2 Utah families bonded after organ donation saved man’s life

Stan Taylor and Evelyn Morgas chat with Taylor's granddaughter, Ashley Taylor, before a ceremonial flag raising to kick off National Donate Life Month at the University of Utah Hospital in Salt Lake City on Tuesday, April 2, 2019. Taylor had a double lung transplant with lungs donated from Morgas's daughter Priscilla. (Kristin Murphy/The Deseret News via AP)

SALT LAKE CITY (AP) — Evelyn Morgas lost her 40-year-old daughter to a stroke in 2015, but she said she feels like she’s hugging her again every time she embraces the Utah man who received her daughter’s lungs.

The Morgas family met Stan Taylor, of West Valley City, about a year after the lung transplant from Priscilla Morgas, and they immediately became friends, the Deseret News reported Tuesday.

“They’re just the same sort of people we are — we just sort of clicked in every way,” Taylor said.

The two families stay in contact and meet up regularly.

Evelyn Morgas said her daughter would have loved to know that her organs helped save lives.

“People say they’re buried and they’re in the ground, but this one — Priscilla — is not buried, and she’s not in the ground — not all of her anyway,” Evelyn Morgas said. “Just so many parts of her are just somewhere in the world living on.”

The University of Utah Hospital highlighted stories like that of Stan Taylor and the Morgas family in honor of National Donate Life Month.

The state has more than 750 people waiting for organs, according to Utah Donor Registry. More than 123,000 people need organs across the country.

Organ donation can help families during the grieving process, said Dr. Safdar Ansari, chairman of the hospital’s Organ Donor Council.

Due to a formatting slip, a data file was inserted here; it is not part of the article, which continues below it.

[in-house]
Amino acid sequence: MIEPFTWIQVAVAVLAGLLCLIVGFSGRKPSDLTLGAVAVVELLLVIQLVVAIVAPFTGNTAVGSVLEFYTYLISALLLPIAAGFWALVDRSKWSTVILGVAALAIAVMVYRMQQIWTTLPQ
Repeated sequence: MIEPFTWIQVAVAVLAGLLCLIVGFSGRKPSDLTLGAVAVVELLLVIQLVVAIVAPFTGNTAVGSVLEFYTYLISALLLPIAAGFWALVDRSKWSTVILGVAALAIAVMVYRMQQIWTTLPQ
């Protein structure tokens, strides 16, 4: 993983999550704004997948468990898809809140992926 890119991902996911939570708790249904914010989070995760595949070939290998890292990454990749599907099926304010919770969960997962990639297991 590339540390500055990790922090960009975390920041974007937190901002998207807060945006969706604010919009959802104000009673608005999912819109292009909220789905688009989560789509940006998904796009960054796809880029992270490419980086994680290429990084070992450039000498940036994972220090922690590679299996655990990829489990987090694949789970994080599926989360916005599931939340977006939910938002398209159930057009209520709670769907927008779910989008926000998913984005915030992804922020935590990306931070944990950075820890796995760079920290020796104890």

“And where I see organ donation helping most is with the families and the caregivers,” Ansari said. “Their grieving process is really, really alleviated and improved with the knowledge that their loved one, though . passed away, their loved one’s organs survive and give love and give hope and give meaning to other severely disabled and very, very ill patients.”

The University of Utah Hospital recovered 91 organs and transplanted 45 last year.

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1 Comment

  • Susan Smart April 4, 2019 at 11:05 pm Reply

    21 people will die everyday unable to get the organ they need to survive. Three times as many organs come available as are needed, but a family member can veto the person’s donor wishes if the donor is not registered on line!

    Go to Yes! Utah.org and register so no one can veto your gift because of fear or ignorance.

    Both my daughter’s life and that of my gr son were saved by the gift from a family member and the kindness of strangers.

    Please don’t take your organs to heaven. Heaven knows we need them here!

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